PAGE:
When two heads are better than one


Keith Farr analyses the performance of double-headed steam trains over Shap, the Midland Main Line and the Ayr to Stranraer line

In steam days there was something special about a double-headed train.

Stanier ‘4MT’ 2-6-4T No. 42539 pilots ‘Britannia’ No. 70052 Firth of Tay past Hayfell hauling a heavy Liverpool to Glasgow express during the late summer of 1961. DEREK CROSS

Imagine the ‘Cornish Riviera’, a ‘King’ on 12 coaches, coming into Newton Abbot; a ‘Hall’ or a ‘Manor’ sidles out of the shed and backs on, to provide assistance over the South Devon banks. There is stern business ahead and it is with renewed purpose that the two locomotives pull away, the leading one with exhaust beats more rapid than those of the bigger fellow behind.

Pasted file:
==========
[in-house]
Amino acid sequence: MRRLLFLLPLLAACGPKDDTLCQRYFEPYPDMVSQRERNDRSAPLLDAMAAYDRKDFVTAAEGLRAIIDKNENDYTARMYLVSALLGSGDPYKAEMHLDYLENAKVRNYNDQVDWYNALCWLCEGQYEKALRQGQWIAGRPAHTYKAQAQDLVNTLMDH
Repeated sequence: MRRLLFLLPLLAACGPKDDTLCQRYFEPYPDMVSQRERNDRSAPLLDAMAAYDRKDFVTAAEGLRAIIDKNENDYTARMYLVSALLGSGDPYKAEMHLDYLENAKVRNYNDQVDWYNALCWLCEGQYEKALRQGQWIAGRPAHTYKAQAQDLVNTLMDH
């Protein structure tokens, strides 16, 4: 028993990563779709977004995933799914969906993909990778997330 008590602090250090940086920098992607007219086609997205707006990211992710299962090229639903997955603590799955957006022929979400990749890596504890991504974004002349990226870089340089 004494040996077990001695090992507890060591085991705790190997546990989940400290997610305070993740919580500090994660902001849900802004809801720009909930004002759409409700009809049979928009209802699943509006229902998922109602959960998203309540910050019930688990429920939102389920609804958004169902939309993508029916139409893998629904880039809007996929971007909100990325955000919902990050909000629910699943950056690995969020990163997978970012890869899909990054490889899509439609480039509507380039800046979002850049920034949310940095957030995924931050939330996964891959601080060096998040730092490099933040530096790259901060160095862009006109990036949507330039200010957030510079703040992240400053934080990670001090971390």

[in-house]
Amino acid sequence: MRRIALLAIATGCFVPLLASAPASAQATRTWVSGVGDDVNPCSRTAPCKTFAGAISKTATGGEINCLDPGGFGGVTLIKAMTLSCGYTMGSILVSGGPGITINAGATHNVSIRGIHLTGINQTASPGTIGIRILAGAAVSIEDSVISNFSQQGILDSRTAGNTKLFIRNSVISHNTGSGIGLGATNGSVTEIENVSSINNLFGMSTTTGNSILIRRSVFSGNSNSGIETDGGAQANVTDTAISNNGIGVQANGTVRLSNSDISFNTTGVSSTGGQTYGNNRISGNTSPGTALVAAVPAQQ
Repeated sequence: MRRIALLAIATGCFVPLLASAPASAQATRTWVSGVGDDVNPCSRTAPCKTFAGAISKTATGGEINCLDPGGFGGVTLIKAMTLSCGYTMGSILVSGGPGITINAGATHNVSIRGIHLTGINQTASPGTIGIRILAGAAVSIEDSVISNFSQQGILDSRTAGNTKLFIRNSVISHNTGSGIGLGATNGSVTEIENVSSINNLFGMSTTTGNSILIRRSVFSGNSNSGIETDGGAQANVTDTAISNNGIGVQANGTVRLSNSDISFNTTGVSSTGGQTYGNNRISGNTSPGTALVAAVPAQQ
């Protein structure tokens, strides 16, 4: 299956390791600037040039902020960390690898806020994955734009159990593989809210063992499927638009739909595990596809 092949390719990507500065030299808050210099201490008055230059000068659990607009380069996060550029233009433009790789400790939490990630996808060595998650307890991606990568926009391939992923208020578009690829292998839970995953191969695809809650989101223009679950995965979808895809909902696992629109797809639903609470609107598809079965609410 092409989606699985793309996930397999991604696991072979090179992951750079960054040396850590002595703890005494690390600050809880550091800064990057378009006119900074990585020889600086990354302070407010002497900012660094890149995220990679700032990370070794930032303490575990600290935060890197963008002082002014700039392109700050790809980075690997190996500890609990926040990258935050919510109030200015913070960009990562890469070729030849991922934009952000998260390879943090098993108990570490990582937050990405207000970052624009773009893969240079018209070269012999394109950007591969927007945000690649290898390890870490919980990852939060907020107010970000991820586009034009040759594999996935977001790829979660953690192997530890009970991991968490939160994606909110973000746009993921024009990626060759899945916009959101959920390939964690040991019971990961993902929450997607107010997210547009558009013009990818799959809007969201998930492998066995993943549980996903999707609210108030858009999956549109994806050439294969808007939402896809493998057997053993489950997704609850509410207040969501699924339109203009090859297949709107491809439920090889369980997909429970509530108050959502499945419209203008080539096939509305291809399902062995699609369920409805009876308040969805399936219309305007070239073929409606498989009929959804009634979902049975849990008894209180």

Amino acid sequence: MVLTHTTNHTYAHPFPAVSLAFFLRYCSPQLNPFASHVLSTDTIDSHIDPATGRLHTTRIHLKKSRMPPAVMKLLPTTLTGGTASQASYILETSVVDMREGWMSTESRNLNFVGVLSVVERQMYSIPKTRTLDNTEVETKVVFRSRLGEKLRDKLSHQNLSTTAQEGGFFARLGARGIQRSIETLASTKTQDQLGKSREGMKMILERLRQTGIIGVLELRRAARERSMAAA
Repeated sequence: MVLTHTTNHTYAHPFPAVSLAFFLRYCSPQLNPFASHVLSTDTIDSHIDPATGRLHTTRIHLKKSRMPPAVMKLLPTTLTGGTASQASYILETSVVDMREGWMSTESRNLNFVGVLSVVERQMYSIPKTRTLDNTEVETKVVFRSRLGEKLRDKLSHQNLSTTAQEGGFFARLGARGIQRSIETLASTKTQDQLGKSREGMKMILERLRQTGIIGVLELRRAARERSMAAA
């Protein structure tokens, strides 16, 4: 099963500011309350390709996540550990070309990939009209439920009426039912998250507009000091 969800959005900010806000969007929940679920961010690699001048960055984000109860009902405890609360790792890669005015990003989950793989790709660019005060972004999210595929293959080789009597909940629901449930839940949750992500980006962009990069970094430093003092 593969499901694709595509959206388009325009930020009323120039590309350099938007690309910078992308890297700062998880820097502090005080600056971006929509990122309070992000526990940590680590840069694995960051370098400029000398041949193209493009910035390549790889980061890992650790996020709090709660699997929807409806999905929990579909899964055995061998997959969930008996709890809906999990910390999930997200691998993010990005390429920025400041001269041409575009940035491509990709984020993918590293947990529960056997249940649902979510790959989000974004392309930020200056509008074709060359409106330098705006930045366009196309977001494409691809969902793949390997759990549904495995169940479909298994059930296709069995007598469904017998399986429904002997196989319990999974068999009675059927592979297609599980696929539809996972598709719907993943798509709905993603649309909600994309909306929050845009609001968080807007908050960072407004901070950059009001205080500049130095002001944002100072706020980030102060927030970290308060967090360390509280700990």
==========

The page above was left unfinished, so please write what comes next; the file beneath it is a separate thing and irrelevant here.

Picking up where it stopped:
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More than 400 miles further north, the ‘Royal Highlander’ draws into Perth; at 5.00am few people are about and the sound of the ‘Duchess’s’ motion, rhythmic yet discreet, echoes about the station roof as the big Pacific and its tail of sleeping cars come quietly to a stand. The 4-6-2 is exchanged for a pair of ’Black Fives’ to and, for any enthusiasts aboard daft enough to be awake at such an ungodly hour, the frisson of expectation rises. Within a couple of hours, the ‘Staniers’ will be plodding up the ‘Big Hill’ from Blair Atholl to Druimuachdar summit, a great train diminished by a vast landscape.

Read more in January’s issue of The RM

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